Prepping for Success Academic center gives student-athletes a competitive edge

Reporting by Bailey Chenevert for La Louisiane, The Magazine of the University of Louisiana at Lafayette

An illuminated Ragin’ Cajuns logo greets patrons of the new Student-Athlete Academic Center. But don’t be deceived – the facility is about focus, not flash.

Inside the 5,431-square-foot center, a student-athlete can study at one of 48 computers, work with a tutor in one of nine tutoring rooms, or meet with full-time academic counselors in private offices. There are study areas for groups and individuals, too.

A 25-desk classroom is used for a first-year seminar, “Emerging Issues in Athletics,” and for regular meetings that update student-athletes about NCAA academic regulations.

Student-athletes in a UNIV 100 course listen to guest speaker Jason Thornton in the center’s classroom.

Located on the third floor of Edith Garland Dupré Library, the center offers more than academic mentoring and career counseling. For Summer Ellyson, it provided stability after tragedy.

Ellyson, a pitcher for Louisiana Ragin’ Cajuns Softball, ranked among the top 10 in the nation in every major pitching category for the 2018-19 season. Named the 2019 Sun Belt Conference Pitcher of the Year, she was a major reason why softball finished in the top 20 last season.

Unflappable on the mound, Ellyson and other team members reeled earlier this year following the death of Geri Ann Glasco. The popular assistant softball coach was killed in a car accident on Jan. 24, 2019.

“I lost interest in school,” as a result, Ellyson said. “For a couple of weeks, I felt like I was getting so far behind. Then I came in here, where I could sit down, put in my headphones, and do what I needed to do to get back on track.”

She said the privacy of the new center and accessibility of counselors helped her refocus on academics.

The 5,431-square-foot center’s entrance features an illuminated Ragin’ Cajuns logo.

The previous Student-Athlete Academic Center didn’t provide the same amount of privacy. It was on the mezzanine in Agnes Edwards Hall, a student residence hall. The facility was not completely restricted to student-athletes, and academic mentoring and tutoring sessions were held in a single room. So, student-athletes were often distracted.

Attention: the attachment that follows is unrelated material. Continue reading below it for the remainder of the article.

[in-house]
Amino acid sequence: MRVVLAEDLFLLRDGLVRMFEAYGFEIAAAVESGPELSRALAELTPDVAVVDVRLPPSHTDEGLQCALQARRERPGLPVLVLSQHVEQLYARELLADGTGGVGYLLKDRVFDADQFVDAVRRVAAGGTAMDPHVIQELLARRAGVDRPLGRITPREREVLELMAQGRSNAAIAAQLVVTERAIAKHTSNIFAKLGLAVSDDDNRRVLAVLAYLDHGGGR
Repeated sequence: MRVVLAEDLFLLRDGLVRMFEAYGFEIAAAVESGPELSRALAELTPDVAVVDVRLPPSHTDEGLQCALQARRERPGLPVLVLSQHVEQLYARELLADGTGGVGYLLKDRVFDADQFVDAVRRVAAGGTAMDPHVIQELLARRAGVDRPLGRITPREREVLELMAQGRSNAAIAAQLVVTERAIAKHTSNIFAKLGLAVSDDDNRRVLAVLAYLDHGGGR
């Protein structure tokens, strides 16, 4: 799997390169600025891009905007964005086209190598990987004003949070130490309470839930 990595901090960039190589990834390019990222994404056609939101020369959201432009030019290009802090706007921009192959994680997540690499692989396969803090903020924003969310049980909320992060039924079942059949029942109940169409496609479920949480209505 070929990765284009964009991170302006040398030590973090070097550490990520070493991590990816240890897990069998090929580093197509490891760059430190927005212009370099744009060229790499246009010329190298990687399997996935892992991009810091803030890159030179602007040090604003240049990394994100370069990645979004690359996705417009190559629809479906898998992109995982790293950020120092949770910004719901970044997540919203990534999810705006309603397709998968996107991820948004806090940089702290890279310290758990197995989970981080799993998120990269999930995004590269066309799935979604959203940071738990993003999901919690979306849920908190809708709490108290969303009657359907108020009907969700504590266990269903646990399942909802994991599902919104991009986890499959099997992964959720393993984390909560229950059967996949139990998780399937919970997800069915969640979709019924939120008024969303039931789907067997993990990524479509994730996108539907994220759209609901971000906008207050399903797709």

Christy Alford is assistant director of athletics for Student-Athlete Academic Services. She said the privacy the new center provides is important because student-athletes are required to study there for a certain number of hours each week; how many hours depends on grades and requirements for online classes.

She said the center increases their productivity.

“It’s their hub. They want to do better. They want to study harder.”

Historically, UL Lafayette’s student-athletes have been a hardworking bunch.

Over half of its 395 student-athletes earned a 3.0 or higher GPA for the Fall 2018 semester. All student-athletes achieved a combined Fall 2018 semester GPA of 2.9 and an overall GPA of 2.98

Over the last five years, student-athletes at the University have consistently graduated at rates higher than most of their peers at the Sun Belt Conference’s 12 institutions and the state’s 11 Division I schools.

Also, UL Lafayette’s student-athletes consistently have higher graduation rates than the general student body.

The center will strengthen those numbers, Alford said. UL Lafayette is one of three universities in the Sun Belt Conference to employ a full-time learning specialist.

Ashlee Jennings has held that position for two years. She works with student-athletes who have learning disabilities, attention deficit disorder, or who need extra academic attention. She meets one-on-one with them to help with organization, time management and learning strategies.

Jennings also oversees the academic mentor program. Academic mentors are typically students with a minimum cumulative 3.0 GPA who help student-athletes achieve academic goals.

Shelby Desrochers was an academic mentor for five years. After graduating in Fall 2018 with a master’s degree in business administration, she was hired part-time to coordinate the center’s math lab and tutoring program. She is also a mentor and tutor.

Desrochers said the facility makes her job easier. Student-athletes are more focused because advisers and mentors can meet with them in private, and monitor them during study hours. Extended hours accommodate student-athletes’ schedules, which include team practices and meetings.

Kendall Bess, left, and Ty’reona Doucet complete assignments in the center’s computer lab. Both are members of the Ragin’ Cajuns women’s basketball team.

Ferrod Gardner, a senior linebacker majoring in graphic design, often takes advantage of the extra hours. He devotes 20 to 30 hours a week to football, including morning weightlifting, afternoon meetings and evening practices.

“Trying to manage your time with practices and meetings and schoolwork — it has taken a toll on me in some ways. You have to fight through it, though, and put in the work,” Gardner said.

He continued:

“I think we’re showing that we can do the work, that we’re not dumb jocks. The new center sets a high standard for us and what we have to do.”

Top photo: The new Student-Athlete Academic Center, on the third floor of Edith Garland Dupré Library, replaces an area that student-athletes used in Agnes Edwards Hall.

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